Cue-induced reinstatement of nicotine-seeking behavior in rats: effect of bupropion, persistence over repeated tests, and its dependence on training dose
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- Liu, X., Caggiula, A.R., Palmatier, M.I. et al. Psychopharmacology (2008) 196: 365. doi:10.1007/s00213-007-0967-9
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The motivational effects of nicotine-associated cues have been demonstrated in animal studies. However, it is unknown whether the effectiveness of nicotine cues in reinstating nicotine-seeking varies with the extent of prior nicotine self-administration. In addition, the issue of whether bupropion (an FDA-approved smoking cessation medication) interferes with the conditioned incentive of nicotine cues remains to be addressed.
This study determined the relationship of cue-reinstated nicotine-seeking and the levels of prior self-administration and examined the effect of bupropion on cue-induced reinstatement of nicotine-seeking in comparison with that on self-administration.
Materials and methods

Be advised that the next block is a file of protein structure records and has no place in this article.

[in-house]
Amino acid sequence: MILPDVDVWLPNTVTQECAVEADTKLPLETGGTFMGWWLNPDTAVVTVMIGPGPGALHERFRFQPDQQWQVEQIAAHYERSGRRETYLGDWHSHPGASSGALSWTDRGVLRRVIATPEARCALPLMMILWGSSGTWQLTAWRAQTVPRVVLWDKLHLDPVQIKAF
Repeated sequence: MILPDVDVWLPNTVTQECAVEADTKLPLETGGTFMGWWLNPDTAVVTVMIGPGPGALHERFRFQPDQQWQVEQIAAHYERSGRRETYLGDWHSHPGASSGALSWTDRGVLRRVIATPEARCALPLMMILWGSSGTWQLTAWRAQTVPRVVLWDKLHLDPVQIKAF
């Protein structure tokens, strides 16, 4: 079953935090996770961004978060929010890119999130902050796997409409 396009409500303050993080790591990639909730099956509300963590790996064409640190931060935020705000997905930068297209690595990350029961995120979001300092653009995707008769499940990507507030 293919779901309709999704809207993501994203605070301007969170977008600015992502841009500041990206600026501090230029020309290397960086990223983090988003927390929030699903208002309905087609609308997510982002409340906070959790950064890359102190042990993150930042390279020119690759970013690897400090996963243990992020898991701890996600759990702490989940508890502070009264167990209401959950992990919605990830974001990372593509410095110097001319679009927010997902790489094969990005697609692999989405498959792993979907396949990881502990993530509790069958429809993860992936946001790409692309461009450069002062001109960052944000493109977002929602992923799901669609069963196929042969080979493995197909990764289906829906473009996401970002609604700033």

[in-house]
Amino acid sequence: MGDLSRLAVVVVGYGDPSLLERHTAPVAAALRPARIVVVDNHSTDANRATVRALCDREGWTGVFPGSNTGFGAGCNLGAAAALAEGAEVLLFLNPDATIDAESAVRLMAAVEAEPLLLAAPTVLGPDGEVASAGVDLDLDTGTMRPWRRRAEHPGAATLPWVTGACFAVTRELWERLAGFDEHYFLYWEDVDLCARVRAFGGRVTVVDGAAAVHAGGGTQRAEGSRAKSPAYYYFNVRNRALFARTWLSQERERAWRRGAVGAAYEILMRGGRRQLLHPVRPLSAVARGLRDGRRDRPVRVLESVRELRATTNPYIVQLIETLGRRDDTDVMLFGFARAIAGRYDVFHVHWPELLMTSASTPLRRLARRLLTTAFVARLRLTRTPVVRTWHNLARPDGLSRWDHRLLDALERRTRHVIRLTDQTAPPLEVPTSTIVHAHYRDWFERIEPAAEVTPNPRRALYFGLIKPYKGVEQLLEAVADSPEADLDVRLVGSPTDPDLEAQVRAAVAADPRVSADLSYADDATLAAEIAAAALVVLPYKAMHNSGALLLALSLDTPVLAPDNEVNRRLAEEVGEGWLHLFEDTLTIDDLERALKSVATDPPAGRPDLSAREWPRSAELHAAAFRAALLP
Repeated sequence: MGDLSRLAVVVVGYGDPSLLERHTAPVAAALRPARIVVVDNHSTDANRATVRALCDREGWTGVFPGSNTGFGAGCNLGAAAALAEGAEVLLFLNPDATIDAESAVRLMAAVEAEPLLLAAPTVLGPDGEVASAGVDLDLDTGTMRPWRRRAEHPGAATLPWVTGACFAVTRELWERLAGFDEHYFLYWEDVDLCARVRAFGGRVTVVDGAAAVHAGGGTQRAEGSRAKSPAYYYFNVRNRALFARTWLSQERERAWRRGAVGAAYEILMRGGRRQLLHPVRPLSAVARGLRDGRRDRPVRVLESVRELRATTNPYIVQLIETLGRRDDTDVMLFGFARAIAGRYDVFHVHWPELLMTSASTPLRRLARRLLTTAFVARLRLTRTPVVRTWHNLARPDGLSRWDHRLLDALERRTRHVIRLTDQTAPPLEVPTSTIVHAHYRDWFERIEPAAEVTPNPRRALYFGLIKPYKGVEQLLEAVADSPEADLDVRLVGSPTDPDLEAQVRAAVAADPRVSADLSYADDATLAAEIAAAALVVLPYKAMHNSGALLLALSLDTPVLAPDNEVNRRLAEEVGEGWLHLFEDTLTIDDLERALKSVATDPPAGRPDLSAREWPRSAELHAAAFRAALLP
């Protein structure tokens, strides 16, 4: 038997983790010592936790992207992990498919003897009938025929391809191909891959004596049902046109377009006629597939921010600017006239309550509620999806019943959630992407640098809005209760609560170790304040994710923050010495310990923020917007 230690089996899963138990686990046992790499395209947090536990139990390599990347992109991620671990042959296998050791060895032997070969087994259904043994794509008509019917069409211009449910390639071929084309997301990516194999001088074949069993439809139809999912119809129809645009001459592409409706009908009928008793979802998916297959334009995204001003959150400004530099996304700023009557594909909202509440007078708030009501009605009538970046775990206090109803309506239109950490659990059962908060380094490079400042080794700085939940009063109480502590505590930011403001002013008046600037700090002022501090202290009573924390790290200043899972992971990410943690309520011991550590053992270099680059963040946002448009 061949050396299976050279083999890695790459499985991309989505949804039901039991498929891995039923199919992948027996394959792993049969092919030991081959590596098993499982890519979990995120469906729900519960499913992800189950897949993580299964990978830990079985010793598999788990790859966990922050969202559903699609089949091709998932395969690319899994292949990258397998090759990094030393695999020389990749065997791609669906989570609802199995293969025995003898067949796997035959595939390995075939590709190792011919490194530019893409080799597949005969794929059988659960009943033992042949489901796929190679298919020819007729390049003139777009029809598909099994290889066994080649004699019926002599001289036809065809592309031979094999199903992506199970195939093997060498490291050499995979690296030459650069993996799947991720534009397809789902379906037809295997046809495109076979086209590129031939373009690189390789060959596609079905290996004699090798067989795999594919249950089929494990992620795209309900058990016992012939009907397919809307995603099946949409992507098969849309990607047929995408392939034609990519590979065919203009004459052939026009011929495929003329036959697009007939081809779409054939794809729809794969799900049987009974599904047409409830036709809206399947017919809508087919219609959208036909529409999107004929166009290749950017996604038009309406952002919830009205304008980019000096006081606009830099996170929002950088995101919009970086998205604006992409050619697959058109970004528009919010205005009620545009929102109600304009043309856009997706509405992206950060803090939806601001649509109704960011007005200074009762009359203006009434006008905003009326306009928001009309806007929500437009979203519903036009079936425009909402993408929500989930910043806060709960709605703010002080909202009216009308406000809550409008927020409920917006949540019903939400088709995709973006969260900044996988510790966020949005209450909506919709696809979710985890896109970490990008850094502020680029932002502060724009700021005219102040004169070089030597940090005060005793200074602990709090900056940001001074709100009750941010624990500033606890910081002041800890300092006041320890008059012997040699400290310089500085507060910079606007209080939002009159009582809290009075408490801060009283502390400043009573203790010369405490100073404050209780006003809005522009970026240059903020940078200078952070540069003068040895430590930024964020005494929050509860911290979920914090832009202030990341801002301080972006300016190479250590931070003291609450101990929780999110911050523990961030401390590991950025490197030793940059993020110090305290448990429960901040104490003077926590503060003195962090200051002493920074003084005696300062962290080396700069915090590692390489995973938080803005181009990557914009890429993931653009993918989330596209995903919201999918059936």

Male Sprague–Dawley rats were trained in daily 1-h sessions to intravenously self-administer nicotine at different doses (0, 0.015, 0.03, 0.06 mg/kg/infusion) and to associate an auditory/visual cue with each nicotine delivery. After extinction, three reinstatement tests at 15 day intervals were conducted with re-presentation of the cue without nicotine delivery. In separate groups of rats trained with 0.03 mg/kg/infusion nicotine, bupropion (0, 10, 20, 40 mg/kg) was intraperitoneally administered to different groups before the reinstatement and in a within-subject design before the self-administration tests.
Cue-induced reinstatement of active lever responses was observed at all nicotine doses in the first reinstatement test, but at only the two highest doses during the second and third tests. The magnitude of reinstatement was positively correlated with level of prior responding for nicotine. Bupropion pretreatment decreased nicotine self-administration but enhanced cue-reinstated nicotine-seeking.
These results demonstrate the positive correlation of cue-reinstated nicotine-seeking with prior responding for nicotine self-administration and the persistence of the cue effect after taking higher doses of nicotine. The results of pharmacological tests suggest that although it is able to help achieve smoking cessation, bupropion may have little clinical benefit for the prevention of relapse associated with exposure to environmental smoking cues.